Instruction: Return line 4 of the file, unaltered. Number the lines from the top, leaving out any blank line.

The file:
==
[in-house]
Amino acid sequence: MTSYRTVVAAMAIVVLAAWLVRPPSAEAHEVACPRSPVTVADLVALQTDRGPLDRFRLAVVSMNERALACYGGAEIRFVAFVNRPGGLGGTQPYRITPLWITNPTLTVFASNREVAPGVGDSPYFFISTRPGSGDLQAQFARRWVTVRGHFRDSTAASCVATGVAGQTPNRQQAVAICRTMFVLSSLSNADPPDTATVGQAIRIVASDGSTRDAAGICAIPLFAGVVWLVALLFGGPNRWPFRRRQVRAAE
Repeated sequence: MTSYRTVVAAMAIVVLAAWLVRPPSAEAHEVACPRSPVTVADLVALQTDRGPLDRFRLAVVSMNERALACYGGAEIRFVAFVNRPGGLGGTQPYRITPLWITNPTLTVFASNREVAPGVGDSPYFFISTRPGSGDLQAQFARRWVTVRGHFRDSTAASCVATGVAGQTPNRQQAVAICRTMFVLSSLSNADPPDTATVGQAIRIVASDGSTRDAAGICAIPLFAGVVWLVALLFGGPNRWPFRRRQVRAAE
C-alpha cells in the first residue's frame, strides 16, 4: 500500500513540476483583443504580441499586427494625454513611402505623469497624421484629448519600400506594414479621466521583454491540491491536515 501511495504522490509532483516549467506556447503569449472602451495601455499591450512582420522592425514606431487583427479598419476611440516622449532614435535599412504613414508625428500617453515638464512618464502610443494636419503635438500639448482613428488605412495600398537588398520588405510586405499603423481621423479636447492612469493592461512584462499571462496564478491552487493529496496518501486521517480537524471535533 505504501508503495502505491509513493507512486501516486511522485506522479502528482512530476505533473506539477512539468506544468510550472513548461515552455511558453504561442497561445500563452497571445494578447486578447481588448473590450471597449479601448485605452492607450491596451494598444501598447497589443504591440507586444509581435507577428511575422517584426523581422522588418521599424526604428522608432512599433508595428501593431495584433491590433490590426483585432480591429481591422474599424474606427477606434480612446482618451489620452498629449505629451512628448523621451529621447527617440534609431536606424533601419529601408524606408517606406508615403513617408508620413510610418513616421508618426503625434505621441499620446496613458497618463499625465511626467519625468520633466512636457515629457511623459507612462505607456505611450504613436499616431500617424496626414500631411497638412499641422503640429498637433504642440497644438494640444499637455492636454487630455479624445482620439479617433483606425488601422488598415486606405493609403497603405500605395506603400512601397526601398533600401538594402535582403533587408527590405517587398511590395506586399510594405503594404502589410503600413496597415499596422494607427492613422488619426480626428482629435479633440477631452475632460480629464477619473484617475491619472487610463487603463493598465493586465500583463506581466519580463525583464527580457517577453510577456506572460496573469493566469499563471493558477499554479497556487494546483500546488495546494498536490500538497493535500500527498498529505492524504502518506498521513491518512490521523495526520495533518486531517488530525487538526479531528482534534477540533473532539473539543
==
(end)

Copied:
C-alpha cells in the first residue's frame, strides 16, 4: 500500500513540476483583443504580441499586427494625454513611402505623469497624421484629448519600400506594414479621466521583454491540491491536515 501511495504522490509532483516549467506556447503569449472602451495601455499591450512582420522592425514606431487583427479598419476611440516622449532614435535599412504613414508625428500617453515638464512618464502610443494636419503635438500639448482613428488605412495600398537588398520588405510586405499603423481621423479636447492612469493592461512584462499571462496564478491552487493529496496518501486521517480537524471535533 505504501508503495502505491509513493507512486501516486511522485506522479502528482512530476505533473506539477512539468506544468510550472513548461515552455511558453504561442497561445500563452497571445494578447486578447481588448473590450471597449479601448485605452492607450491596451494598444501598447497589443504591440507586444509581435507577428511575422517584426523581422522588418521599424526604428522608432512599433508595428501593431495584433491590433490590426483585432480591429481591422474599424474606427477606434480612446482618451489620452498629449505629451512628448523621451529621447527617440534609431536606424533601419529601408524606408517606406508615403513617408508620413510610418513616421508618426503625434505621441499620446496613458497618463499625465511626467519625468520633466512636457515629457511623459507612462505607456505611450504613436499616431500617424496626414500631411497638412499641422503640429498637433504642440497644438494640444499637455492636454487630455479624445482620439479617433483606425488601422488598415486606405493609403497603405500605395506603400512601397526601398533600401538594402535582403533587408527590405517587398511590395506586399510594405503594404502589410503600413496597415499596422494607427492613422488619426480626428482629435479633440477631452475632460480629464477619473484617475491619472487610463487603463493598465493586465500583463506581466519580463525583464527580457517577453510577456506572460496573469493566469499563471493558477499554479497556487494546483500546488495546494498536490500538497493535500500527498498529505492524504502518506498521513491518512490521523495526520495533518486531517488530525487538526479531528482534534477540533473532539473539543